Marilyn Monroe, photographed on 3 December 1961, when she was 35. Photo: Archive/AFP/Getty
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From Marilyn Monroe to Audrey Hepburn: why dead women make the ideal brand ambassadors

The trend for using long-dead actresses to front campaigns aimed at female consumers is at best tasteless and at worst insidious.

Despite having been dead for 52 years, Marilyn Monroe has landed a job that many contemporary actresses would kill for: she has been hired as the new “face” of Max Factor. “We are thrilled to announce that glamour icon Marilyn Monroe is our new Global Ambassador!” the cosmetics company announced on social media to a decidedly mixed response.

Given the nature of an ambassadorial role, one might assume Monroe to be an impractical choice but, thanks to technology, death is no longer an obstacle when it comes to advertising. If anything, it’s an asset. In Forbes’ annual list of top-earning deceased celebrities Monroe ranked number 6, bringing in $17m last year for Authentic Brands Group, who own the rights to her image.

Marilyn Monroe in the 2011 Dior campaign

Nor is this Monroe’s first posthumous appearance for a beauty brand. She was resurrected in 2011, along with Grace Kelly and Marlene Dietrich, to star in a Dior perfume advert. Similarly, Audrey Hepburn, who died 22 years ago this month, could recently be seen scoffing chocolate in an advert for Galaxy, (somewhat incongruously, given her famously svelte figure).

Audrey Hepburn advertising Galaxy chocolate

However, this trend for using long-dead actresses to front campaigns aimed at female consumers is at best tasteless and at worst insidious.

If still alive today Monroe, Hepburn and Kelly would all have been in their 80s. Dietrich would have been 113. But the images seared into public consciousness – and proliferated by advertisers – are of these women at their aesthetic peak. The same, youthful photographs are continuously recycled on social media (sometimes emblazoned with a wrongly-attributed inspirational quotation), in print and online, effectively reducing Marilyn et al to the status of cartoon characters.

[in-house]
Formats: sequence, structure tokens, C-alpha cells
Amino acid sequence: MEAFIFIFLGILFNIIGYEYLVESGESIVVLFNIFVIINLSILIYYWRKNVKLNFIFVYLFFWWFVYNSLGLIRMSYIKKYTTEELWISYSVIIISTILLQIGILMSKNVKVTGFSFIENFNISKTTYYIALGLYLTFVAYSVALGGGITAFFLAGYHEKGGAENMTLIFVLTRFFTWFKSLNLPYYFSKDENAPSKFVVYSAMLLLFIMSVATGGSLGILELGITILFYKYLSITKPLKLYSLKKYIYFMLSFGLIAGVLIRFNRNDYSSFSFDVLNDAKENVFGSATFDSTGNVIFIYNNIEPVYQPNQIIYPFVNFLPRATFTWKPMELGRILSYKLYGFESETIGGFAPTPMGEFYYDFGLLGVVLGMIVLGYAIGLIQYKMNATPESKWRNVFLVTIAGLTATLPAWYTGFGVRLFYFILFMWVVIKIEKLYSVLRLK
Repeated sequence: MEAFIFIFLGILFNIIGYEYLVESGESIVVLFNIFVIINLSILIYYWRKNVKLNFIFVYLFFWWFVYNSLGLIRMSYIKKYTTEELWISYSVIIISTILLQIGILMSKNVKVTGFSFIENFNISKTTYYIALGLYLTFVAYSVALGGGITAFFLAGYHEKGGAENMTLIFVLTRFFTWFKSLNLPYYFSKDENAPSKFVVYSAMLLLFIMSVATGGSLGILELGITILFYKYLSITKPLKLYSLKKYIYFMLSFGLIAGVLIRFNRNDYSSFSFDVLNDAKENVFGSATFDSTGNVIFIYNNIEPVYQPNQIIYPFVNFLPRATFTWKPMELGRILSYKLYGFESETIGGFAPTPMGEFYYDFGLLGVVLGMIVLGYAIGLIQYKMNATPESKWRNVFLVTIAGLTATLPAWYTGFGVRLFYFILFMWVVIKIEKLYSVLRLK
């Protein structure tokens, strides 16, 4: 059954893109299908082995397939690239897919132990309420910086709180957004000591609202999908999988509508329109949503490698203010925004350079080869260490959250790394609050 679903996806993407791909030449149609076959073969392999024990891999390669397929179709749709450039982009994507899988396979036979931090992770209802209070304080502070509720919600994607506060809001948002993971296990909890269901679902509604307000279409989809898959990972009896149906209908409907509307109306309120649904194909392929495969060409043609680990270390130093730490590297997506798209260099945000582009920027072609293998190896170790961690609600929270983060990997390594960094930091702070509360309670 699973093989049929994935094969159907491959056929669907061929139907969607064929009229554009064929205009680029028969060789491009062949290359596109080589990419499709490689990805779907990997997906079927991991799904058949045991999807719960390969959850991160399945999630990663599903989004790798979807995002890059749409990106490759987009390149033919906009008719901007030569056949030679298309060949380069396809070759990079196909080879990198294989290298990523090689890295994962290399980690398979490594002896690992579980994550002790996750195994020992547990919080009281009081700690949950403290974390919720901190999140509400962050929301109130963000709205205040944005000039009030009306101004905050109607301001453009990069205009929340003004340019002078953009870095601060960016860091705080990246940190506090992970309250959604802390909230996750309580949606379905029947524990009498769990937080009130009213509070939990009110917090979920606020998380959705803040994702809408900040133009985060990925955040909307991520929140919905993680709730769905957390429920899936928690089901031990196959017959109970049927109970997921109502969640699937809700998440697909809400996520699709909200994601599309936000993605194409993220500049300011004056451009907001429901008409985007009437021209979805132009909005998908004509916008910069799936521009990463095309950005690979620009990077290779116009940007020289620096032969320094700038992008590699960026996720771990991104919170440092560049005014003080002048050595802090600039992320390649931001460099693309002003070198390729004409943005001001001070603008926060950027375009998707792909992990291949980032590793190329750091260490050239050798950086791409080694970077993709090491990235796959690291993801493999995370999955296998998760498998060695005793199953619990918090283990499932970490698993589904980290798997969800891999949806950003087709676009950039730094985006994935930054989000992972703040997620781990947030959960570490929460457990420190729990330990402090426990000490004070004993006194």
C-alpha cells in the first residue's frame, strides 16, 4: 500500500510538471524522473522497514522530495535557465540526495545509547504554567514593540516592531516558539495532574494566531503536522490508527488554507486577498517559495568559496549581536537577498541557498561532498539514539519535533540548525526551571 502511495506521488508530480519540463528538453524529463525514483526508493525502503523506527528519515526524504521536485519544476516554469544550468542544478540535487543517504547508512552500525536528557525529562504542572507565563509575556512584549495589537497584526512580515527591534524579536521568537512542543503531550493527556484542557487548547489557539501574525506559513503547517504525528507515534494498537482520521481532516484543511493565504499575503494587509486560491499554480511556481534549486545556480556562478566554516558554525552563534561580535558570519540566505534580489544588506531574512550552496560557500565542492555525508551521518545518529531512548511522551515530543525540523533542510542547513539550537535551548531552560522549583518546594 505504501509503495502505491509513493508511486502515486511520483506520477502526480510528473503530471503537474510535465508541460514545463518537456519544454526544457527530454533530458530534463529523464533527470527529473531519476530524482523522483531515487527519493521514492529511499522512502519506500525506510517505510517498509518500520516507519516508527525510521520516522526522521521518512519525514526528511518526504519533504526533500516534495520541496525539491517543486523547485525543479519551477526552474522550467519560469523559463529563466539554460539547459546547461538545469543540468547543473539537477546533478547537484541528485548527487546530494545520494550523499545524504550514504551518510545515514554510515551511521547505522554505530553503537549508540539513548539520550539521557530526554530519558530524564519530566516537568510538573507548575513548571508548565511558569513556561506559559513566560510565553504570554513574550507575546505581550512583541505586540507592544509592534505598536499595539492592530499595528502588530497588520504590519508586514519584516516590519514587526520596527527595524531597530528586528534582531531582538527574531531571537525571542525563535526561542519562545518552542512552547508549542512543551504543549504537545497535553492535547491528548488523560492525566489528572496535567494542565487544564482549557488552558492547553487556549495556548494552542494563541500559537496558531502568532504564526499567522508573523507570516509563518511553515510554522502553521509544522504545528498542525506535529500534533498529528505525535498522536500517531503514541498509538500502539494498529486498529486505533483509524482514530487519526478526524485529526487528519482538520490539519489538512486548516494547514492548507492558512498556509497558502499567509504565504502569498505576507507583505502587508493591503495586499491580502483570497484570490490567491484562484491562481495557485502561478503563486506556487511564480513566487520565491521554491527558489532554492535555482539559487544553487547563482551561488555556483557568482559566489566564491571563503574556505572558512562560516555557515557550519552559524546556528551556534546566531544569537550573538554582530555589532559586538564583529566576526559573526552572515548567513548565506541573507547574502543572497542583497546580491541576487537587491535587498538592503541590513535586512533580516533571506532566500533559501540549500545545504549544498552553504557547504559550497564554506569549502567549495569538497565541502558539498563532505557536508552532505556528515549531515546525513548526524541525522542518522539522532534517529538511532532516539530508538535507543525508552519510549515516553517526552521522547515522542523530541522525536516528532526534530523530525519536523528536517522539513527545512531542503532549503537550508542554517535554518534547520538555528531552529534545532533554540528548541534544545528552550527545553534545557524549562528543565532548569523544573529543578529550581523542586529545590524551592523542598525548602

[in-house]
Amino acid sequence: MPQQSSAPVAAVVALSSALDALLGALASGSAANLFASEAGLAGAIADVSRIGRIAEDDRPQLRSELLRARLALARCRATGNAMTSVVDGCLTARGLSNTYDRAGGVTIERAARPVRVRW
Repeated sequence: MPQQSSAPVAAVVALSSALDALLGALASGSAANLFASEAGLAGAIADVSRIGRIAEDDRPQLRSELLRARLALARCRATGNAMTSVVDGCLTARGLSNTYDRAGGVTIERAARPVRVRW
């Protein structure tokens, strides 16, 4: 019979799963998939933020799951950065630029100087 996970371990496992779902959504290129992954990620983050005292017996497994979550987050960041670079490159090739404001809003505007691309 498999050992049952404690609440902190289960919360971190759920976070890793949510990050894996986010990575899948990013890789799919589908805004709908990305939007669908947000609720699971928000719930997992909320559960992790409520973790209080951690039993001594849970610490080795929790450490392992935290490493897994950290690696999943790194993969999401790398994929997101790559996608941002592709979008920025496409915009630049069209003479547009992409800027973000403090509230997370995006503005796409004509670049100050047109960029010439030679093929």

While Monroe was 36 when she died, meaning there are no photographs of her as an older woman, Kelly and Hepburn were 52 and 63 respectively when they passed away. You wouldn’t know it from a cursory image search online though – the results are mostly photographs of both women in their 20s and 30s. In fact, the first image of Hepburn looking visibly older comes via a Reddit post titled “’Cause people seem to only post the 20-something Audrey Hepburn”. One commenter replied: “I honestly assumed she died in her twenties because I’ve never seen a picture of her any older.”

Audrey Hepburn photographed in Amsterdam on 24 April 1990, when she was 60. Photo: Archive/AFP/Getty Images

This confusion is beneficial to brands whose customers have grown increasingly savvy to digital manipulation. Adverts with contemporary actresses and models have lost their impact because we know (or, at least, suspect) that the women they display have been cut, plucked and starved into perfection even before the retoucher has taken to them with his Adobe toolkit.

Conversely, we have a habit of romanticising golden age Hollywood as a more honest time, when women were voluptuous and technology was not advanced enough to airbrush pictures. In truth, little has changed. Monroe had a chin implant and nose job; whispers of anorexia have long been attached to Hepburn (let’s put it this way, she certainly wasn’t binging on Galaxy chocolate bars). And the National Portrait Gallery’s excellent 2011 exhibition, Glamour of the Gods, revealed that airbrushing was rife. One print of Irene Dunne featured scribbles on her forehead where she had been marked for retouching. Another series of images showed Joan Crawford: in one picture she has freckles and forehead lines, in another they’re gone.